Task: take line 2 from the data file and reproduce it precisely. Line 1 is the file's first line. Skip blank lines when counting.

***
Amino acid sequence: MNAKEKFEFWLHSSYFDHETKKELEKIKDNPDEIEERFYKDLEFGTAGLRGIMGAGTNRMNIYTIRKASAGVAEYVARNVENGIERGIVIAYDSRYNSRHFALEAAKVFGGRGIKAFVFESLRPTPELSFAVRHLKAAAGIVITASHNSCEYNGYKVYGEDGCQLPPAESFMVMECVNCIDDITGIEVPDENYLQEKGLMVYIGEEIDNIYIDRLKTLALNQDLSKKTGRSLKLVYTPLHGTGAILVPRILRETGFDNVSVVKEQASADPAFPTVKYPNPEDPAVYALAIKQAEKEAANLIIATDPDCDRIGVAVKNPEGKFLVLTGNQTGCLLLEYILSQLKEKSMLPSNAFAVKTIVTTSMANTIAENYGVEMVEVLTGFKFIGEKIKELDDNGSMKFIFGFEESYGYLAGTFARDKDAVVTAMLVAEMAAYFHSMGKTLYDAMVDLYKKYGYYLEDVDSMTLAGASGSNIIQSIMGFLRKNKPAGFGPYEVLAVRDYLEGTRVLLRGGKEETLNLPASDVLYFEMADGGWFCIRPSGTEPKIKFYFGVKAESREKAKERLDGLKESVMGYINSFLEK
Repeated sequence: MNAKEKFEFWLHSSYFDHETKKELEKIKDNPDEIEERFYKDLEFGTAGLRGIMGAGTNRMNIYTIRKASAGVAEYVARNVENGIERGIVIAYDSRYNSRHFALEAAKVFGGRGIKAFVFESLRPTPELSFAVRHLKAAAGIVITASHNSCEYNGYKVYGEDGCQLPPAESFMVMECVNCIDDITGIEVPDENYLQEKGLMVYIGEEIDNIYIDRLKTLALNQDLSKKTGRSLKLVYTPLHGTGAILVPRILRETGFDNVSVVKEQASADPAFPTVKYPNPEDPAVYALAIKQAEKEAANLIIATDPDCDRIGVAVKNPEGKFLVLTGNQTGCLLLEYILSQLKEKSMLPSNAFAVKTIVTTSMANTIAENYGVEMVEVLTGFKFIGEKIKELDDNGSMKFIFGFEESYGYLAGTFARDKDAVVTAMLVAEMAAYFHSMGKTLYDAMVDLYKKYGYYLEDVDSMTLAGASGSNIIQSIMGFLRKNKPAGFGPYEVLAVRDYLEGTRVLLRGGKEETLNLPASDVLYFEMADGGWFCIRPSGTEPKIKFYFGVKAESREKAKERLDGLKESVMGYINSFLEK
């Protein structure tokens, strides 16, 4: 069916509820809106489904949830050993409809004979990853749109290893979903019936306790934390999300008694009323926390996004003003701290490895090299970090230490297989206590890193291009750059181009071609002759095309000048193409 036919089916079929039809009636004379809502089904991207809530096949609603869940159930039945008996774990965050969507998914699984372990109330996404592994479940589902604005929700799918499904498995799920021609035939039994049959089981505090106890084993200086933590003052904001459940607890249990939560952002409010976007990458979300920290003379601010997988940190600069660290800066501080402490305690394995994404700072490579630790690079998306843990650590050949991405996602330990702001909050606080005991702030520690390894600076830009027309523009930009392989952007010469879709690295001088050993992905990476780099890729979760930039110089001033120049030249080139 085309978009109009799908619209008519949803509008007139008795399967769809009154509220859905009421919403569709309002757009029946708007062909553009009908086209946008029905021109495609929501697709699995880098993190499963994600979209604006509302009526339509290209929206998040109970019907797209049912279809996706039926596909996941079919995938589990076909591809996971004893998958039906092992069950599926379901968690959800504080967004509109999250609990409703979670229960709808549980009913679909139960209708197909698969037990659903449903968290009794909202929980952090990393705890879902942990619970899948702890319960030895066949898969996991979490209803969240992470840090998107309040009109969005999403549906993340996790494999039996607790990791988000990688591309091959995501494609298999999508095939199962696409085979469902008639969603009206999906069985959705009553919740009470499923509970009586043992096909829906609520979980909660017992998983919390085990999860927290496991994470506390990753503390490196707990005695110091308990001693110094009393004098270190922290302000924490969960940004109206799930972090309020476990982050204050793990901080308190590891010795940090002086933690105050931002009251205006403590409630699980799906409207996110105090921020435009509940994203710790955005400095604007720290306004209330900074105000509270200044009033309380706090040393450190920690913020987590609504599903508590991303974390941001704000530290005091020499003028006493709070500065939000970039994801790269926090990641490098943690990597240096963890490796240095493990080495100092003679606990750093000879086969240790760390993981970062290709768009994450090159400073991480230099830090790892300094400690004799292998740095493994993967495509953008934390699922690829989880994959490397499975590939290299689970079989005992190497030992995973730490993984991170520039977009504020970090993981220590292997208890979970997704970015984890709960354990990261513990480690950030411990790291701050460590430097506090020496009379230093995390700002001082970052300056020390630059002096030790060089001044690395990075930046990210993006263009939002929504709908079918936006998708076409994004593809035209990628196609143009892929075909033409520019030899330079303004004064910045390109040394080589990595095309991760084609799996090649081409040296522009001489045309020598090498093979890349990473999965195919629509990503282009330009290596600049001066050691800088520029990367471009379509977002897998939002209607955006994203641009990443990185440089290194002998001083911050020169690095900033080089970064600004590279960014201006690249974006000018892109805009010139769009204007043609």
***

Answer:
Repeated sequence: MNAKEKFEFWLHSSYFDHETKKELEKIKDNPDEIEERFYKDLEFGTAGLRGIMGAGTNRMNIYTIRKASAGVAEYVARNVENGIERGIVIAYDSRYNSRHFALEAAKVFGGRGIKAFVFESLRPTPELSFAVRHLKAAAGIVITASHNSCEYNGYKVYGEDGCQLPPAESFMVMECVNCIDDITGIEVPDENYLQEKGLMVYIGEEIDNIYIDRLKTLALNQDLSKKTGRSLKLVYTPLHGTGAILVPRILRETGFDNVSVVKEQASADPAFPTVKYPNPEDPAVYALAIKQAEKEAANLIIATDPDCDRIGVAVKNPEGKFLVLTGNQTGCLLLEYILSQLKEKSMLPSNAFAVKTIVTTSMANTIAENYGVEMVEVLTGFKFIGEKIKELDDNGSMKFIFGFEESYGYLAGTFARDKDAVVTAMLVAEMAAYFHSMGKTLYDAMVDLYKKYGYYLEDVDSMTLAGASGSNIIQSIMGFLRKNKPAGFGPYEVLAVRDYLEGTRVLLRGGKEETLNLPASDVLYFEMADGGWFCIRPSGTEPKIKFYFGVKAESREKAKERLDGLKESVMGYINSFLEK